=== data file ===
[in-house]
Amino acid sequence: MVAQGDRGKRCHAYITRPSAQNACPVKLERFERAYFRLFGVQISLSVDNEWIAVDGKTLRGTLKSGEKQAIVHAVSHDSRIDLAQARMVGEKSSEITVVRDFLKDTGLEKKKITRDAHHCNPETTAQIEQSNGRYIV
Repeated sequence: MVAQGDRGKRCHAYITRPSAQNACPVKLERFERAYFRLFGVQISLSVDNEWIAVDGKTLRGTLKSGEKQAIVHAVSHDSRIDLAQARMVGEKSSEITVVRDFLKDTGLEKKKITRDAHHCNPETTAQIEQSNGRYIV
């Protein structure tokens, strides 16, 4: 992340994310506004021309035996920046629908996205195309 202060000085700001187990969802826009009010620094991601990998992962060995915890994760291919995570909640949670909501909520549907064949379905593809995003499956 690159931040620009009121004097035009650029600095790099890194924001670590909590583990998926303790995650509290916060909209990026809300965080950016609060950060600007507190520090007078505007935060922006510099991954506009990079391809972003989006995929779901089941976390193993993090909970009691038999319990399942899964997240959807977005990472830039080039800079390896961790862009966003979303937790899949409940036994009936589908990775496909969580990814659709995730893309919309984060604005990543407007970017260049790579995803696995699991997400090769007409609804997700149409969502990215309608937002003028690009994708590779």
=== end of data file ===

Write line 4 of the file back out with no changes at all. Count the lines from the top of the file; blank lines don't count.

């Protein structure tokens, strides 16, 4: 992340994310506004021309035996920046629908996205195309 202060000085700001187990969802826009009010620094991601990998992962060995915890994760291919995570909640949670909501909520549907064949379905593809995003499956 690159931040620009009121004097035009650029600095790099890194924001670590909590583990998926303790995650509290916060909209990026809300965080950016609060950060600007507190520090007078505007935060922006510099991954506009990079391809972003989006995929779901089941976390193993993090909970009691038999319990399942899964997240959807977005990472830039080039800079390896961790862009966003979303937790899949409940036994009936589908990775496909969580990814659709995730893309919309984060604005990543407007970017260049790579995803696995699991997400090769007409609804997700149409969502990215309608937002003028690009994708590779």